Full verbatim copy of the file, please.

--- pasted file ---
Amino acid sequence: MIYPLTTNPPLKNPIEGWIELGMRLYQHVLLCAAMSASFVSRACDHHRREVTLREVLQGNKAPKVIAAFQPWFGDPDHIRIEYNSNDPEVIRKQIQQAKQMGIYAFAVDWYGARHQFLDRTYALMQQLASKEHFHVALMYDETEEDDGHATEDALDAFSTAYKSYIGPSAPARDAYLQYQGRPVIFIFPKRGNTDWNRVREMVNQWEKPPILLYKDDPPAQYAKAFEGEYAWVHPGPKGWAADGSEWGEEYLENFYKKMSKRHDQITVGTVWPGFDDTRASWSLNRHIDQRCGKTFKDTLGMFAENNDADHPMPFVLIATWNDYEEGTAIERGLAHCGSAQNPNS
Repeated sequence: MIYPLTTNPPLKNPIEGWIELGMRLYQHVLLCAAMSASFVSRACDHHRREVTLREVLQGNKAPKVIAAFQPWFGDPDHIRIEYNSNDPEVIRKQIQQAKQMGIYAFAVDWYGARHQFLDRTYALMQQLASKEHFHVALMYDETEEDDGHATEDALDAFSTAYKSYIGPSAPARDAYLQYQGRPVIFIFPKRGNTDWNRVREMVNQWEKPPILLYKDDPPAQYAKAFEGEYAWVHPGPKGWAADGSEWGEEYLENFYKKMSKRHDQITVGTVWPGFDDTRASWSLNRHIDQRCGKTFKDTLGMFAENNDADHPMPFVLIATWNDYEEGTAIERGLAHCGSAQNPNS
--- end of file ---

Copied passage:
Amino acid sequence: MIYPLTTNPPLKNPIEGWIELGMRLYQHVLLCAAMSASFVSRACDHHRREVTLREVLQGNKAPKVIAAFQPWFGDPDHIRIEYNSNDPEVIRKQIQQAKQMGIYAFAVDWYGARHQFLDRTYALMQQLASKEHFHVALMYDETEEDDGHATEDALDAFSTAYKSYIGPSAPARDAYLQYQGRPVIFIFPKRGNTDWNRVREMVNQWEKPPILLYKDDPPAQYAKAFEGEYAWVHPGPKGWAADGSEWGEEYLENFYKKMSKRHDQITVGTVWPGFDDTRASWSLNRHIDQRCGKTFKDTLGMFAENNDADHPMPFVLIATWNDYEEGTAIERGLAHCGSAQNPNS
Repeated sequence: MIYPLTTNPPLKNPIEGWIELGMRLYQHVLLCAAMSASFVSRACDHHRREVTLREVLQGNKAPKVIAAFQPWFGDPDHIRIEYNSNDPEVIRKQIQQAKQMGIYAFAVDWYGARHQFLDRTYALMQQLASKEHFHVALMYDETEEDDGHATEDALDAFSTAYKSYIGPSAPARDAYLQYQGRPVIFIFPKRGNTDWNRVREMVNQWEKPPILLYKDDPPAQYAKAFEGEYAWVHPGPKGWAADGSEWGEEYLENFYKKMSKRHDQITVGTVWPGFDDTRASWSLNRHIDQRCGKTFKDTLGMFAENNDADHPMPFVLIATWNDYEEGTAIERGLAHCGSAQNPNS